A 15-month-old boy died on Monday night after police said the toddler was left in a hot car in Ridgefield.
Police said they were notified at 6 p.m. that an unidentified toddler was left in a car unattended for an "extended period of time."
Police said they were notified by staff at Danbury Hospital after the father drove the child there after discovering him in the vehicle.
"First and foremost our condolences goes out to the family," said Ridgefield Police Captain Jeff Kreitz. "PD notified about the tragic death of a 15-month-old baby boy, 15-month-old boy reported to our agency left unattended in a parked vehicle."
The exact cause of death remains under investigation. The results of an autopsy by the chief medical examiner's office were pending further studies.
Police would not say whether anyone was facing charges, and said the family resides in Ridgefield.
Officials from the Department of Children and Family were notified about the incident, but could not confirm the family's identity. DCF officials said they have opened a case on the incident based on information provided by police.
DCF officials said there was no prior involvement with the family, who is believed to be from Ridgefield.
A news conference was held on Tuesday afternoon, but investigators did not release any more information.
Residents are wondering how these incidents keep happening.
"It's very sad. I can't believe it, I just can't believe it," said Rachida Hassaine of Ridgefield.
Within the last month, six Connecticut caretakers have been charged with leaving children in unattended vehicles.
On Tuesday, three cases of children being left in hot cars were reported.
"You would think people would have common sense, and something like that wouldn't happen whether it's a baby or an animal or pet you wouldn't leave it in a car, but unfortunately people just don't think," said Ron Levinsky of Ridgefield.
The Office of the Chief Medical Examiner has not determined the infant's cause of death and the cause is listed as pending, police said.
Woman brings awareness decals to Ridgefield police station
Barbara Baughman paid a visit to the Ridgefield police station on Tuesday afternoon with reminder decals to keep in your car.
Baughman, who is a mother of six and a grandmother, and her family had them made a few years ago.
Baughman was with her own 15-month-old grandson on Monday when she got wind of what happened in town. And 12 years ago, she said the same thing happened to her when she was moving her family and forgot about her daughter, Emma.
"Where I thought they had taken Emma out of the car and 45 minutes into unpacking, I realized she was still in the car," Baughman said. "And because my son rolled down the window on his way out. That is the only reason that I am sure why she's here today."
Eyewitness News asked Baughman if people should be charged with leaving their child alone in a car.
"I don't know what the circumstances were. I can't imagine having to live with that," Baughman said.
She went on to say that if it was an accident, "losing a child is punishment enough."
"I'll never forget that feeling," Baughman said.
The decals, which state "closed cars don't breathe, check your seats before you leave," were made available at the Ridgefield police station for the public.
Three "hot car" incidents reported in CT over past month
Monday night's incident was the sixth such incident where police said someone left a child in a hot car in Connecticut over the month of July.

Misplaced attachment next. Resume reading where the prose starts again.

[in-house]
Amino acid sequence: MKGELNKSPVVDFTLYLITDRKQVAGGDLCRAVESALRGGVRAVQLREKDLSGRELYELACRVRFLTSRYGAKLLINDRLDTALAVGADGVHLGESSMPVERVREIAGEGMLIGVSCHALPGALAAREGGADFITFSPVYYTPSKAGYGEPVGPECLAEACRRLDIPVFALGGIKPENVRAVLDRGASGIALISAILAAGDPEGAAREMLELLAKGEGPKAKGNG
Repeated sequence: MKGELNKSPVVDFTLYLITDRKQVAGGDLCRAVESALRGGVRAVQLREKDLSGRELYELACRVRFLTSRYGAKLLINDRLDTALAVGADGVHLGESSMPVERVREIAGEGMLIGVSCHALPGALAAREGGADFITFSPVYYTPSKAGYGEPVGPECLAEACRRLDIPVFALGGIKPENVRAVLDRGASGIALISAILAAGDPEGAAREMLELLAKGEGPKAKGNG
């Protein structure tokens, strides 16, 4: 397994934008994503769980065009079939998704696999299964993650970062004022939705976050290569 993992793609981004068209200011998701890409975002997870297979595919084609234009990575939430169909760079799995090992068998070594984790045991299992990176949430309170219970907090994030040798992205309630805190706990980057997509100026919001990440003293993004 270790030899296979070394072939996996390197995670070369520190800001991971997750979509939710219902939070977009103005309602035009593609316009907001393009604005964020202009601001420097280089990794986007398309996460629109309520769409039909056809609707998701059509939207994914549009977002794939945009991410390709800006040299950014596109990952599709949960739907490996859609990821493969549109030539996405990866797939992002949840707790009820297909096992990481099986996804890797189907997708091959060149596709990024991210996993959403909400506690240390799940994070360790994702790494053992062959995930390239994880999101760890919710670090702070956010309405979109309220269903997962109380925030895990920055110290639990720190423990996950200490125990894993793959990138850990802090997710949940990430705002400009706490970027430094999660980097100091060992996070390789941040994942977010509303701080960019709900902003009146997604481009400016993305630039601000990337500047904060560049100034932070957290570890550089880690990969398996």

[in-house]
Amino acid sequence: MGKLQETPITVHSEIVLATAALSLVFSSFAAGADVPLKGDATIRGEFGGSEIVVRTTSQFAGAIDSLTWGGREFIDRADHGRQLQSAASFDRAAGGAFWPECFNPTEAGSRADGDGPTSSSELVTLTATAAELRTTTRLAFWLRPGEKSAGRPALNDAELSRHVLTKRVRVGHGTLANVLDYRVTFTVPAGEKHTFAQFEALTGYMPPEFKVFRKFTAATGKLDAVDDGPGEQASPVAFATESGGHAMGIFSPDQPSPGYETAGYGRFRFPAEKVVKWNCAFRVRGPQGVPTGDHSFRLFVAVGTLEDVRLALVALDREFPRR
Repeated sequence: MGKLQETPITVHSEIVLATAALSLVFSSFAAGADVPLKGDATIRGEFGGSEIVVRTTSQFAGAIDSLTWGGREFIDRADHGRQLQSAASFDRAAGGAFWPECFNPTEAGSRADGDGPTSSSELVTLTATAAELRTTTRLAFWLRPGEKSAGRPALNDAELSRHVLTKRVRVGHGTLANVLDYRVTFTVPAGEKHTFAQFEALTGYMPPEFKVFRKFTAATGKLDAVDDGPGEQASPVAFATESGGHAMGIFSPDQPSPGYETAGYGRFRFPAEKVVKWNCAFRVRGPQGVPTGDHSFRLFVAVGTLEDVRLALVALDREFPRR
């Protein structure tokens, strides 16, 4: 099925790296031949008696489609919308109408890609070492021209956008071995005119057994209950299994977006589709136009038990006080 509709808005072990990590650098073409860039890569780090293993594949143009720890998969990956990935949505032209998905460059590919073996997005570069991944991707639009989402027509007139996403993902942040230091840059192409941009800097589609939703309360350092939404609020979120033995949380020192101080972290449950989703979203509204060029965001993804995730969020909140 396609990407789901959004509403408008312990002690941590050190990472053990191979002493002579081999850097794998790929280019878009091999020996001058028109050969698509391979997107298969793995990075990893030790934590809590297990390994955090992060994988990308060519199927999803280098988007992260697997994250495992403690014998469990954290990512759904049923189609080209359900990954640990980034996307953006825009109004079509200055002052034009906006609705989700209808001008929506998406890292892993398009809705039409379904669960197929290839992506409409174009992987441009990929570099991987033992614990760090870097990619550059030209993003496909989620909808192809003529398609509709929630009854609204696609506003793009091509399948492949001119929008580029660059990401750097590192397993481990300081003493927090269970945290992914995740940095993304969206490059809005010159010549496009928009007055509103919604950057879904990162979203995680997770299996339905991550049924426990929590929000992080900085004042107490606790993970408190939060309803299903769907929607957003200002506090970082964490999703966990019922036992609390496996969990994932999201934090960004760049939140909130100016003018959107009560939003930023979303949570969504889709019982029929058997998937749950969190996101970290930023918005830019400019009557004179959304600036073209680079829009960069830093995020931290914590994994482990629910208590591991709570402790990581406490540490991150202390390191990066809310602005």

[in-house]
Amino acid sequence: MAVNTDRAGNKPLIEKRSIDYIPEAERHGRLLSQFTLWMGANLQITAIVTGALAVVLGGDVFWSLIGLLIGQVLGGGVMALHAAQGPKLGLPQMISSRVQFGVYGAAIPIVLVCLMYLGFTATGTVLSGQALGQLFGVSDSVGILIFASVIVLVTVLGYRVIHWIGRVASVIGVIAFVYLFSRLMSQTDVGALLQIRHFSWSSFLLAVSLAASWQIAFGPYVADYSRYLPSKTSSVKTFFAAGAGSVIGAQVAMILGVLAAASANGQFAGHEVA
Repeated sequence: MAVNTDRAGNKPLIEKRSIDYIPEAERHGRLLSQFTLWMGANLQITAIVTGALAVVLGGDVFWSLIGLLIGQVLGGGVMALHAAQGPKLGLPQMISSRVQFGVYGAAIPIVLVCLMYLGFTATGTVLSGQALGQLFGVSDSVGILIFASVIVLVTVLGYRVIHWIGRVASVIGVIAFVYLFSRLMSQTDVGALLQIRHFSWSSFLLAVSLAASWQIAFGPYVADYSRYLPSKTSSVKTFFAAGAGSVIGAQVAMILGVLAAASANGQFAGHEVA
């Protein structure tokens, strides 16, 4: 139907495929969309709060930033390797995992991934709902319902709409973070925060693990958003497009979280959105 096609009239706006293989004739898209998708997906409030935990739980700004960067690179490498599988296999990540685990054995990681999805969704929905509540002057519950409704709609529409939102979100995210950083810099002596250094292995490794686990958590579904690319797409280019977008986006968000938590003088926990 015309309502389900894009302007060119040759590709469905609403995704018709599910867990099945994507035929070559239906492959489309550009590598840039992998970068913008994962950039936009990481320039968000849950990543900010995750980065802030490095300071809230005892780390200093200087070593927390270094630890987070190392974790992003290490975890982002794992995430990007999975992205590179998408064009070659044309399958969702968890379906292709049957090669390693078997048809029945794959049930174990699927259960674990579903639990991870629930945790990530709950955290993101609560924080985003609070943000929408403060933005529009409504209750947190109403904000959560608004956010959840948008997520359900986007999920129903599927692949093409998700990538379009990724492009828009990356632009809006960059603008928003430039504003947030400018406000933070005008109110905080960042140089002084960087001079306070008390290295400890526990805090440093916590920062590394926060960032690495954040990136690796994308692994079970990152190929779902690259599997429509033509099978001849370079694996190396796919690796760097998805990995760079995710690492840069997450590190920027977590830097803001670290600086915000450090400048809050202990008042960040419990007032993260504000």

A Groton man was charged with risk of injury to a minor after New London police said he left his 6-month-old child in a car that reached more than 130 degrees.
Brian Pavao, 33, told police that he was texting at the time and forgot that he left his little girl in the back seat of his unlocked car in a Shop Rite Supermarket parking lot on North Frontage Road on July 1.
According to court documents, officers arrived to find the baby crying and soaked in sweat. They observed three out of four windows were rolled all of the way up, and the fourth window was open less than 1 inch.
A Shelton mother was arrested in Orange on Thursday morning after police said she left her 3-year-old son in a car while she went grocery shopping.
Nathalie Stonier, 36, is accused of walking away from the car with her son still inside her vehicle at Trader Joe's parking lot at 550 Boston Post Road.
Police said upon their arrival they saw the child in the car alone, and despite the high temperatures the child was unharmed.
Stonier was arrested and charged with risk of injury to a minor and leaving a child under 12 unsupervised in a motor vehicle.
State police warns about leaving children alone in hot cars
As temperatures continue to rise, the state police are reminding Connecticut residents that they should not leave their children "unattended inside closed and/or locked vehicles."
Police said leaving children alone in hot cars can be dangerous and possibly fatal. Parents are advised to never allow children to have access to unlocked, parked vehicles or trunks in the hot weather.
According to statistics provided by the state police, there were 44 children who died in hot cars in 2013, and more than 500 have died of hyperthermia after being in a hot car since 1998. In 2014 so far there have been 15 deaths related to children being left in hot cars.
"These numbers are troublesome because they represent deaths of babies, toddlers and young children, and these deaths are completely preventable," state police said on its website Tuesday.
In Connecticut, a person could face a felony charge for leaving a child unsupervised in a motor vehicle.
If anyone sees a child that has been left alone in a motor vehicle, they are advised to call 911 because it could save a life.
State police also recommend the following tips for preventing one of these incidents:
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